There are strategies you can take to maximize the odds of successfully managing medications, both for yourself and for your loved ones. We designed Pillsy using principles of behavioral science to provide people with an additional easy-to-use tool they can use get some extra support. You can harness some of these principles even if you don’t have our product and so I’d encourage you to learn more about them.

A few forward-thinking people in academia and industry have been fighting to improve medication adherence for the past 40+ years and the battle will most likely continue for the next 40 years. Fortunately, several new technologies are emerging, like Pillsy, that may provide powerful new ways that end up helping. It’s our belief that the best products in this field will combine cutting-edge technology and behavioral science with designs and aesthetics that people enjoy using. We’re excited to be launching Pillsy as our first product and we’re further encouraged by what’s to come.

 

Sources:

Ajzen, I. (1985). From intentions to actions: A theory of planned behavior. In J. Kuhl & J. Beckmann (Eds.), Action Control: From Cognition to Behavior (11-19). Berlin: Springer Berlin Heidelberg.

Brown, M.T., & Bussell, J.K. (2011). Medication adherence: WHO cares? Mayo Clinic proceedings, 86(4), 304-314. doi: 10.4065/mcp.2010.0575

Capgemini Consulting. (2012). Estimated annual pharmaceutical revenue loss due to medication non-adherence [White paper]. Forissier, T., & Firlik, K.

Cook, P.F., Schmiege, S.J., Mansberger, S.L., Sheppler, C., Kammer, J., Fitzgerald, T., & Kahook, M.Y. (2017). Motivational interviewing or reminders for glaucoma medication adherence: Results of a multi-site randomised controlled trial. Psychology & Health, 32(2), 145-165. doi: 10.1080/08870446.2016.1244537

Crawshaw, J., Auyeung, V., Norton, S., & Weinman, J. (2016). Identifying psychosocial predictors of medication non-adherence following acute coronary syndrome: A systematic review and meta-analysis. Journal of Psychosomatic Research, 90, 10-32. doi: 10.1016/j.jpsychores.2016.09.003

Emilsson, M., Gustafsson, P.A., Ohnstrom, G., & Marteinsdottir, I. (2016). Beliefs regarding medication and side effects influence treatment adherence in adolescents with attention deficit hyperactivity disorder. European Child & Adolescent Psychiatry. doi: 10.1007/s00787-016-0919-1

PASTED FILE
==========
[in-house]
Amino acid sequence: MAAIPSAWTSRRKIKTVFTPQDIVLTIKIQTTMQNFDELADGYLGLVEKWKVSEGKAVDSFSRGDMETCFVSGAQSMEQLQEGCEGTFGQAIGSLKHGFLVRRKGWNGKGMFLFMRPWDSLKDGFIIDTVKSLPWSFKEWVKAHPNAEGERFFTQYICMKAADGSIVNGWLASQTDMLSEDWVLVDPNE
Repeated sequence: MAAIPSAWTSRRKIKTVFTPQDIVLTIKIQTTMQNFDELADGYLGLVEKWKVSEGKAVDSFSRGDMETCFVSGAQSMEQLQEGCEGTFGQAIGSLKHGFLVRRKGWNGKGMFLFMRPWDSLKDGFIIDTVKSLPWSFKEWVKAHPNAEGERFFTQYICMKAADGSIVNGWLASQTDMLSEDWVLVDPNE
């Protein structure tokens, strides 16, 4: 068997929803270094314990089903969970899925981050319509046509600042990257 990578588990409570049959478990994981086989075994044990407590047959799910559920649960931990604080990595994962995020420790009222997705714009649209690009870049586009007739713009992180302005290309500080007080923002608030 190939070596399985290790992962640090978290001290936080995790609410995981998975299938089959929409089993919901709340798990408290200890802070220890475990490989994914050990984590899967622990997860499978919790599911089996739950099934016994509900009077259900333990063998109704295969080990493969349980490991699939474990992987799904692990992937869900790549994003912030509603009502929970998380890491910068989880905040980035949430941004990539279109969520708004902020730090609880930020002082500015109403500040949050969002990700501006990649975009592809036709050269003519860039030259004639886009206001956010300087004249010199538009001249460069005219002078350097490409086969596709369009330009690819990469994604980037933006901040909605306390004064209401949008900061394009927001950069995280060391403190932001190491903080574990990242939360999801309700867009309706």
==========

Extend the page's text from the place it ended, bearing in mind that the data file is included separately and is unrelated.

Ferguson, C., Inglis, S.C., Newton, P.J., Middleton, S., Macdonald, P.S., & Davidson, P.M. (2017). Barriers and enablers to adherence to anticoagulation in heart failure with atrial fibrillation: Patient and provider perspectives. Journal of Clinical Nursing. doi: 10.1111/jocn.13759

Fisher, A. (2016, January 20). New Year’s Resolutions Already Wobbling? How To Get Back on Track. Retrieved from http://fortune.com/2016/01/20/new-years-resolutions-commitment/

Griva, K., Davenport, A., Harrison, M., & Newman, S.P. (2012). Annals of Behavioral Medicine, 44(1), 85-93. doi: 10.1007/s12160-012-9359-4

Lehrer, D.S., & Lorenz, J. (2014). Anosognosia in schizophrenia: Hidden in plain sight. Innovations in Clinical Neuroscience, 11(5-6), 10-17.

Lin, C.Y., Updegraff, J.A., & Pakpour, A.H. (2016). The relationship between the theory of planned behavior and medication adherence in patients with epilepsy. Epilepsy & Behavior, 61, 231-236. doi: 10.1016/j.yebeh.2016.05.030

Manning, M., & Bettencourt, B.A. (2011). Depression and medication adherence among breast cancer survivors: Bridging the gap with the theory of planned behavior. Psychology & Health, 26(9), 1173-1187. doi: 10.1080/08870446.2010.542815

Nease, B. (2017). Why Fifty Bits? Retrieved from http://www.fiftybits.com/why-fifty-bits/

NEHI. (2011). Improving patient medication adherence: A $290 billion opportunity.

Okoro, O., & Odedina, F.T. (2016). Improving medication adherence in African-American women living with HIV/AIDS: Leveraging the provider role and peer involvement. AIDS Care, 28(2), 179-185. doi: 10.1080/09540121.2015.1071771

Stringham, J., Ashkenazy, N., Galor, A., & Wellik, S.R. (2017). Barriers to glaucoma medication compliance among veterans: Dry eye symptoms and anxiety disorders. Eye & Contact Lens. doi: 10.1097/ICL.0000000000000301